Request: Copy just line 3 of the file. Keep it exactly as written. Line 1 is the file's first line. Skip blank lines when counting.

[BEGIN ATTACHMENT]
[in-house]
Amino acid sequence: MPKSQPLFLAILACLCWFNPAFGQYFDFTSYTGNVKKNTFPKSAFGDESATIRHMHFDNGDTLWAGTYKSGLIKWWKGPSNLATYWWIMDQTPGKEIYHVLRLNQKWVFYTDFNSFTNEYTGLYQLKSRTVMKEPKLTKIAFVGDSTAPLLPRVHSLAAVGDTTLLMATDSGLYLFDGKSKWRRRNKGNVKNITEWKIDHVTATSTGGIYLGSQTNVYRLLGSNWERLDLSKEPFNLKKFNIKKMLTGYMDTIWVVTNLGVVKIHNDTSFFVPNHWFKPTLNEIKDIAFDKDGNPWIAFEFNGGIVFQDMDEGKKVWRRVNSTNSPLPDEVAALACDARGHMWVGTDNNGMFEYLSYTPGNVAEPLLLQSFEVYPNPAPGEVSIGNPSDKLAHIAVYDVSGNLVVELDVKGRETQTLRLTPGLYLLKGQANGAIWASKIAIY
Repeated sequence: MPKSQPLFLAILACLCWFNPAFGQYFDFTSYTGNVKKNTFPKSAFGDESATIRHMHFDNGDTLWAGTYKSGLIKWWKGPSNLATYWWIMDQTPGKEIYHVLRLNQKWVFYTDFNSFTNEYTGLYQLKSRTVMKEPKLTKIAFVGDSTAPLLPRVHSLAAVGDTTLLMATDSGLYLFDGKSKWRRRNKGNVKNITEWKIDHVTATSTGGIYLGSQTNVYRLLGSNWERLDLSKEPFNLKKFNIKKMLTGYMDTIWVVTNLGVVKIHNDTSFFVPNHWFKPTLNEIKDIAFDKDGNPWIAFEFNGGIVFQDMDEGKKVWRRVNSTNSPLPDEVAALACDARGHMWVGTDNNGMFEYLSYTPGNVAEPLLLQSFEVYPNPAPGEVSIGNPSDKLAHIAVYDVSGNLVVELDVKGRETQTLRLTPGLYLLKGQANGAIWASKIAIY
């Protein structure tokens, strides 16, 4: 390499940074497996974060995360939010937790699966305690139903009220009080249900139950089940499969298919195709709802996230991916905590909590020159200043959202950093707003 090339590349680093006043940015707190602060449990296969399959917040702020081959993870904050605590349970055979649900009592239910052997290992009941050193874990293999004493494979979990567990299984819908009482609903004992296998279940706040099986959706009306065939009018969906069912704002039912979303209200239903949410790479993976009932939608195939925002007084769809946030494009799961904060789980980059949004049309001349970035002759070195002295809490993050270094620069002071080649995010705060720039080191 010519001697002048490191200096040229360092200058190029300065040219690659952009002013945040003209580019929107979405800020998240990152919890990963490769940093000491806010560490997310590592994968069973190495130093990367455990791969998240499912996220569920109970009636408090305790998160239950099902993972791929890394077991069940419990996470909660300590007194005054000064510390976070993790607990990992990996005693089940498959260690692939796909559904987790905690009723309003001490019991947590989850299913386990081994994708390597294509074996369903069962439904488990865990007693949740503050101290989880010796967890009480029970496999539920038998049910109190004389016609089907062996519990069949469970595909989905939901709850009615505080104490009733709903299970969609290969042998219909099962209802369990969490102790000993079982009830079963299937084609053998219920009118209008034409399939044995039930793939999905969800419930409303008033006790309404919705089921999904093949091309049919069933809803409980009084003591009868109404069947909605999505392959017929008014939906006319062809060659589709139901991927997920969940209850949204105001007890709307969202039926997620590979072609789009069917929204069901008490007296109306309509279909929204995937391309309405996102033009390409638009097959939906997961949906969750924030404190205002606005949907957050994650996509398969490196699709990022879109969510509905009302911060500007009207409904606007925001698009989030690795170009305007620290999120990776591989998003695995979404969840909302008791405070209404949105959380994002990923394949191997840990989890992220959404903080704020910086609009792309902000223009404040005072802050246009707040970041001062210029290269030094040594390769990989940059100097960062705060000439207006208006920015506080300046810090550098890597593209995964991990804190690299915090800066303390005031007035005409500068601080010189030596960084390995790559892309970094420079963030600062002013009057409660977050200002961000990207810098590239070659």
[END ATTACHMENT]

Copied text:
Repeated sequence: MPKSQPLFLAILACLCWFNPAFGQYFDFTSYTGNVKKNTFPKSAFGDESATIRHMHFDNGDTLWAGTYKSGLIKWWKGPSNLATYWWIMDQTPGKEIYHVLRLNQKWVFYTDFNSFTNEYTGLYQLKSRTVMKEPKLTKIAFVGDSTAPLLPRVHSLAAVGDTTLLMATDSGLYLFDGKSKWRRRNKGNVKNITEWKIDHVTATSTGGIYLGSQTNVYRLLGSNWERLDLSKEPFNLKKFNIKKMLTGYMDTIWVVTNLGVVKIHNDTSFFVPNHWFKPTLNEIKDIAFDKDGNPWIAFEFNGGIVFQDMDEGKKVWRRVNSTNSPLPDEVAALACDARGHMWVGTDNNGMFEYLSYTPGNVAEPLLLQSFEVYPNPAPGEVSIGNPSDKLAHIAVYDVSGNLVVELDVKGRETQTLRLTPGLYLLKGQANGAIWASKIAIY